The Hairbag Poet-Extinction

            Hi and welcome to my Friday series The Hairbag Poet.

You can read about the history of this series here.

In the blogging world Fridays are known as Poetry Friday.  You can read about Poetry Friday here. I will plan on posting The Hairbag Poet each Friday.

Today the Hairbag Poet, (that’s me), will be discussing the Soliloquy. I just love the way the word soliloquy rolls off the tongue, like lullaby or happy hour. It’s a great word all by itself, but ironically it defines a great many spoken words. Soliloquy comes from the Latin sōliloquium meaning a talking to oneself.

According to Poetry Foundation (2017), “A soliloquy is a monologue in which a character in a play expresses thoughts and feelings while being alone on stage. Soliloquies allow dramatists to communicate information about a character’s state of mind, hopes, and intentions directly to an audience. Soliloquies became a dramatic convention in the 1590s and 1600s, when playwrights used the technique to allow characters to reveal important plot points.” Of course we all are familiar with the master of the soliloquy, William Shakespeare, and some of his famously written soliloquys from the plays Hamlet, Macbeth, and Othello. 

Hamlet:
To be, or not to be–that is the question:
Whether ’tis nobler in the mind to suffer
The slings and arrows of outrageous fortune
Or to take arms against a sea of troubles
And by opposing end them…

A brief 39-word excerpt out of a 278-word soliloquy from Shakespeare’s Hamlet. Brilliant right?

I hope you enjoy these posts. Thanks for stopping by and reading, and please feel free to post your own poetry in the comments if you feel inspired by the photographs. I always love reading other peoples perspective on “art”.

 

The Hairbag Poet

Photo by Donald titled, “Fog! Desolation! The dinosaur cookie goes extinct.”

Extinction

I’m not extinct…
Yet.
Try as they might, I run for cover.
Neither meteor nor volcano will be my demise.
Hark,
who goes there?
My foggy cloak’s opacity is waning.
Damn these jimmies!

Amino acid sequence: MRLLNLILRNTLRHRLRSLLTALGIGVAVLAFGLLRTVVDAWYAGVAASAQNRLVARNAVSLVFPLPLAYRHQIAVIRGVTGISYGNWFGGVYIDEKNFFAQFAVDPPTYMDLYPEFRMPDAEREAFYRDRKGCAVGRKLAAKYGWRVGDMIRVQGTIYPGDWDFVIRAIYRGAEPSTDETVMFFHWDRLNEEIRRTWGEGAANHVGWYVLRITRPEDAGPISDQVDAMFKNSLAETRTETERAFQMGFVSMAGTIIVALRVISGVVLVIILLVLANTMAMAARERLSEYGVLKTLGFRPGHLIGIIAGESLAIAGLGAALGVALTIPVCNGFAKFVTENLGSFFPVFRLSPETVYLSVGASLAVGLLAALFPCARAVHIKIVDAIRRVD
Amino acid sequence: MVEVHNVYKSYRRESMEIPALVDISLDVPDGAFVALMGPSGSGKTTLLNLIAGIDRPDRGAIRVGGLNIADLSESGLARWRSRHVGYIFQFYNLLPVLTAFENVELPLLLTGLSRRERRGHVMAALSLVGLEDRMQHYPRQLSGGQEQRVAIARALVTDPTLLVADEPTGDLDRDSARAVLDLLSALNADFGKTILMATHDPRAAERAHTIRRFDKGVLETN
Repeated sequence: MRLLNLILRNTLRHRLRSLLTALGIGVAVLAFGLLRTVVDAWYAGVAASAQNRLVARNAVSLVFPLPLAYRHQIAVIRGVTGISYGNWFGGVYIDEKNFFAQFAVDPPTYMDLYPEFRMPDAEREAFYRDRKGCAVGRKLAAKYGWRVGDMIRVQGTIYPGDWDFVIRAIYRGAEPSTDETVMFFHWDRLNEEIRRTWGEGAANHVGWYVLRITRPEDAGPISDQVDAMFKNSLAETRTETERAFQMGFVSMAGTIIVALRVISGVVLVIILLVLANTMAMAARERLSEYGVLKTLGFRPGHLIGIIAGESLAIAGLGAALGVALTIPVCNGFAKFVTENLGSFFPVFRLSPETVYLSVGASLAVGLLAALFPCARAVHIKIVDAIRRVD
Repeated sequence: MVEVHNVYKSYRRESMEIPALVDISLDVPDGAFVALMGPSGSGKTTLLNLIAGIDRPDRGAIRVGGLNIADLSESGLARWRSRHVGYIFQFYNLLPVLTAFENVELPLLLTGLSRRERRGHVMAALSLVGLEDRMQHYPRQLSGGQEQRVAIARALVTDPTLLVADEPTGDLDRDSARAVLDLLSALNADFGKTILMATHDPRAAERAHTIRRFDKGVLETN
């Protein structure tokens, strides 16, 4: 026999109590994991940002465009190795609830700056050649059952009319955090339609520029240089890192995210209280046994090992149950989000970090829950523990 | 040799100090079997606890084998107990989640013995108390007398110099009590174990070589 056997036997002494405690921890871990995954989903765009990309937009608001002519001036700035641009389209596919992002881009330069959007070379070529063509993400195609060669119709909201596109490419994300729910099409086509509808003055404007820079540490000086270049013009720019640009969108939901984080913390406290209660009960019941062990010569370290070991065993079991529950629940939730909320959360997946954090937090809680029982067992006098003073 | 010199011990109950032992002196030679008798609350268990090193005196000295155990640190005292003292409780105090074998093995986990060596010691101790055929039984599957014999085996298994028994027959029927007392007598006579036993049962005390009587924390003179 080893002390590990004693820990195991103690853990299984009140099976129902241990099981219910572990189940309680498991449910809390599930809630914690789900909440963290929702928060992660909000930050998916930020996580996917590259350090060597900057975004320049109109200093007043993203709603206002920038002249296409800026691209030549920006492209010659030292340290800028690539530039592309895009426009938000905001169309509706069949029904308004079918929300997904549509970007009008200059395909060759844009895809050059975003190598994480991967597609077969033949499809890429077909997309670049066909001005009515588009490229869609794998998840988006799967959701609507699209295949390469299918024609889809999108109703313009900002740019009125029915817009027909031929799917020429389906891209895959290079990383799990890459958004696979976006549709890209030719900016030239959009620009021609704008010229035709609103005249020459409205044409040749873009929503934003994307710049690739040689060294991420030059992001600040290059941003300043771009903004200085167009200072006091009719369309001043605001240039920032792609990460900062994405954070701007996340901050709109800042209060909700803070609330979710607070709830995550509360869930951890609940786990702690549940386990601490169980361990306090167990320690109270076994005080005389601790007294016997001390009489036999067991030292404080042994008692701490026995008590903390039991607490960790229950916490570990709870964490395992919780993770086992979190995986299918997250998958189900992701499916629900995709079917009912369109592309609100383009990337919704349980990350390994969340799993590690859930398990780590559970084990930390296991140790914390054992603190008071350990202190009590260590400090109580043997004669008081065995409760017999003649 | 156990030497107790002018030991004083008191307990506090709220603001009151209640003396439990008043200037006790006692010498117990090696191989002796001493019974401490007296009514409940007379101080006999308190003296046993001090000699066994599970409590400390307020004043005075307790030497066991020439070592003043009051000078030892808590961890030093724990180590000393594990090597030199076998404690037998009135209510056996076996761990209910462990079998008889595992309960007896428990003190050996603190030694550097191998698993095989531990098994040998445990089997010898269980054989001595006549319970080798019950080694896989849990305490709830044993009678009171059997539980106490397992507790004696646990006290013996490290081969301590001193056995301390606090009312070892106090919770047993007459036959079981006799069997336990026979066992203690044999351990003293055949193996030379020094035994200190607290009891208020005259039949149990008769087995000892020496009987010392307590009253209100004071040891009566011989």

Oh how my gait dulls.
My wilting dough is no match against natures icy tundra.
Hot breath wisps at the nape of my neck,
causing prickly hairs to rise like quills en garde.
My nostrils inhale the hungered anticipation.
The time is near.
I too will disappear without a trace.
A scientific mystery or a confectionary folklore?
Alas, a crumbly remnant in the fossil record.
Indeed
This is the way the cookie crumbles.

Advertisements

The Hairbag Poet-“Nature Calls”

Hi and welcome to my Friday series titled The Hairbag Poet.

You can read about the history of this series here.

In the blogging world Fridays are know as Poetry Friday. You can read about Poetry Friday here.

The other day I was reading this beautiful book of poetry Winter Bees & Other Poems of the Cold, by Joyce Sidman & Rick Allen, and came across the poetic term Pantoum.  Being the Hairbag poet that I am, I was unfamiliar with this term.  The Poetry Foundation (2017) defines Pantoum as “A Malaysian verse form adapted by French poets and occasionally imitated in English. It comprises a series of quatrains, with the second and fourth lines of each quatrain repeated as the first and third lines of the next. The second and fourth lines of the final stanza repeat the first and third lines of the first stanza.” I thought it would be fun to try my own Pantoum, and it was!

I hope you enjoy these posts.  Thanks for stopping by and reading, and please feel free to post your own poetry in the comments if you feel inspired by the photographs.  I always love reading other peoples perspectives on “art”.

 

The Hairbag Poet

Photo by Donald. “Nature Calls”

Nature Calls

Four empty, ready porta potties lined up in a row,
Green, cold, and stiff waiting in the fallen snow.
Four empty, ready porta potties poised as cold winds blow,
Waiting for the bipedals who really have to go!

Green, cold, and stiff waiting in the fallen snow,
An outdoor loo, like water closet, human waste chateau.
Waiting for the bipedals who really have to go,
They shiver, shake, and creak, and quake, upon their icy floe.

An outdoor loo, like water closet, human waste chateau,
A sentry at the ready, like an outhouse domino.
They shiver, shake, and creak, and quake, upon their icy floe,
A plastic, floating privy island archipelago.

A sentry at the ready as an outhouse domino,
The porta potty represents a bathroom portmanteau.